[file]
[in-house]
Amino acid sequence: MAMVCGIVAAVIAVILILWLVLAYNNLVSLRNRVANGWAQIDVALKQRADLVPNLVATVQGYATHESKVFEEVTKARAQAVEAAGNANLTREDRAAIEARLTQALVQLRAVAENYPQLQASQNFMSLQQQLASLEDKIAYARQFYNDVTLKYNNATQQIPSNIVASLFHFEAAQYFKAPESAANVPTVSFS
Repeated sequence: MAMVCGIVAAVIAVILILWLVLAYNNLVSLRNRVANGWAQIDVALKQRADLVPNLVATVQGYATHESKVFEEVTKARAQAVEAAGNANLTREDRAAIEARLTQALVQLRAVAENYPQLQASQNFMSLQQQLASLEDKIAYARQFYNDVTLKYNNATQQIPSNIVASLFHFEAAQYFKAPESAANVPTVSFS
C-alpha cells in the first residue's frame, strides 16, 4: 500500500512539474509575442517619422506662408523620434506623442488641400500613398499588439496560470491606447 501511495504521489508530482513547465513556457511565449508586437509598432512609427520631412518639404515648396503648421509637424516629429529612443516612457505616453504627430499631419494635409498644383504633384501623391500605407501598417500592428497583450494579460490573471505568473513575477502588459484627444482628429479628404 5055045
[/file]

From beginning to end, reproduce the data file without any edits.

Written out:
[in-house]
Amino acid sequence: MAMVCGIVAAVIAVILILWLVLAYNNLVSLRNRVANGWAQIDVALKQRADLVPNLVATVQGYATHESKVFEEVTKARAQAVEAAGNANLTREDRAAIEARLTQALVQLRAVAENYPQLQASQNFMSLQQQLASLEDKIAYARQFYNDVTLKYNNATQQIPSNIVASLFHFEAAQYFKAPESAANVPTVSFS
Repeated sequence: MAMVCGIVAAVIAVILILWLVLAYNNLVSLRNRVANGWAQIDVALKQRADLVPNLVATVQGYATHESKVFEEVTKARAQAVEAAGNANLTREDRAAIEARLTQALVQLRAVAENYPQLQASQNFMSLQQQLASLEDKIAYARQFYNDVTLKYNNATQQIPSNIVASLFHFEAAQYFKAPESAANVPTVSFS
C-alpha cells in the first residue's frame, strides 16, 4: 500500500512539474509575442517619422506662408523620434506623442488641400500613398499588439496560470491606447 501511495504521489508530482513547465513556457511565449508586437509598432512609427520631412518639404515648396503648421509637424516629429529612443516612457505616453504627430499631419494635409498644383504633384501623391500605407501598417500592428497583450494579460490573471505568473513575477502588459484627444482628429479628404 5055045